The twitter data file is in text format (one tweet per line). However, each tweet is in json format that you will need to convert explicitly to a Python data object. See the tips below for some pointers.
1) Write a Python program that computes the sentiment score of each tweet in the given set, based on the sentiment scores of the terms in the tweet's message data. The sentiment of a tweet is equivalent to the sum of the sentiment scores for each term in the tweet.
The file 'Sentiment Data' contains a list of pre-computed sentiment scores. Each line in the file contains a word or phrase followed by a sentiment score. Each word or phrase found in a tweet, but not in the 'Sentiment Data' should be given a sentiment score of 0. See the file 'Sentiment Data - README' for more information.
To use the data in the sentiment file, you may find it useful to build a dictionary. Note that the sentiment file format is tab-delimited, meaning that the term and the score are separated by a tab character. A tab character can be identified a "\t".
2) Write a Python program that computes the name of the happiest state as a string. (Build on your solution to 1 above)
There are several objects within the tweet that you can use to determine it’s origin. For example, coordinates, place, user, and country. You are free to develop your own strategy for determining the state that each tweet originates from.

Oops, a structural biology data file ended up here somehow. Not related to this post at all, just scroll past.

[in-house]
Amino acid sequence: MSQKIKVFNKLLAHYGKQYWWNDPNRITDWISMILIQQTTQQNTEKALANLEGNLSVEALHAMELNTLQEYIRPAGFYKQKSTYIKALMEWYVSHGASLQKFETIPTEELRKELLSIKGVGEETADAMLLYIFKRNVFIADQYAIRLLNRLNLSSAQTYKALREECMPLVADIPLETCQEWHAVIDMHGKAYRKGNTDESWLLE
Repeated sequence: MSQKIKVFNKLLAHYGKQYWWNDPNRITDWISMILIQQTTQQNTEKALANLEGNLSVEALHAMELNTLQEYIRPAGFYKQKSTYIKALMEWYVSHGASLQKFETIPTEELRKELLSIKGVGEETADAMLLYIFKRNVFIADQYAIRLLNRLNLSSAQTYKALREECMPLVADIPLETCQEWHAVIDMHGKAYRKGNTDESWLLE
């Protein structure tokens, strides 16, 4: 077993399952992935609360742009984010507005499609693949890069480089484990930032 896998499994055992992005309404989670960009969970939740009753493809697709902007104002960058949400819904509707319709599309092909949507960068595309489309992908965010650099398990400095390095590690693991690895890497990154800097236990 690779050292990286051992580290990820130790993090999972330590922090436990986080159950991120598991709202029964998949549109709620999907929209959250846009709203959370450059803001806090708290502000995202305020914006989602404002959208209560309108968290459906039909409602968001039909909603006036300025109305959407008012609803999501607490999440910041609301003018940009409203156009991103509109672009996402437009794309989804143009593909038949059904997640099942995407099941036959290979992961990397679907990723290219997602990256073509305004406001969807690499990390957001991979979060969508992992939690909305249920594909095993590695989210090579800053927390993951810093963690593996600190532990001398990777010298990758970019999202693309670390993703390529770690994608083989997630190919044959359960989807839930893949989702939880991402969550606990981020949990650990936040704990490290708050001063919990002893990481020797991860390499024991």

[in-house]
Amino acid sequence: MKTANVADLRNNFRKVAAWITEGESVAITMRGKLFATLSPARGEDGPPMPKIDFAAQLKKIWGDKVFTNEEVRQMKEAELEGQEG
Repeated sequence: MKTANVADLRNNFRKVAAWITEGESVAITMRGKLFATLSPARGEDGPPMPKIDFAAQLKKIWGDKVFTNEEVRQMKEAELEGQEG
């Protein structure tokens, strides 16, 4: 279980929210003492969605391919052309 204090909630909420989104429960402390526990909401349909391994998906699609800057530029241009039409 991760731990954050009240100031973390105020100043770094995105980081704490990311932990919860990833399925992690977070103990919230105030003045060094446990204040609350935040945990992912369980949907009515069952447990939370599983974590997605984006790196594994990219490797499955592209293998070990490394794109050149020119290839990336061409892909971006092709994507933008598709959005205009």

Limit the tweets you analyze to those in the United States. Note: Not every tweet dictionary will have a text key -- real data is dirty. Be prepared to debug, and feel free to throw out tweets that your code can't handle to get something working. For example, non-English tweets.
Strings in the twitter data prefixed with the letter "u" are unicode strings. For example: u"This is a string"
Unicode is a standard for representing a much larger variety of characters beyond the roman alphabet (greek, russian, mathematical symbols, logograms from non-phonetic writing systems such as kanji, etc.)
In most circumstances, you will be able to use a unicode object just like a string. If you encounter an error involving printing unicode, you can use the encode method to properly print the international characters, like this:
unicode_string = u"aaaàçççñññ"
encoded_string = unicode_string.encode('utf-8')
You can use the json package that comes with the standard Python library. Using this library, the json data is parsed and converted to a Python dictionary representing the entire result set. The "results" key of this dictionary corresponds holds the actual tweets; each tweet is itself another dictionary.
and call the loads() method to convert into Python data structure
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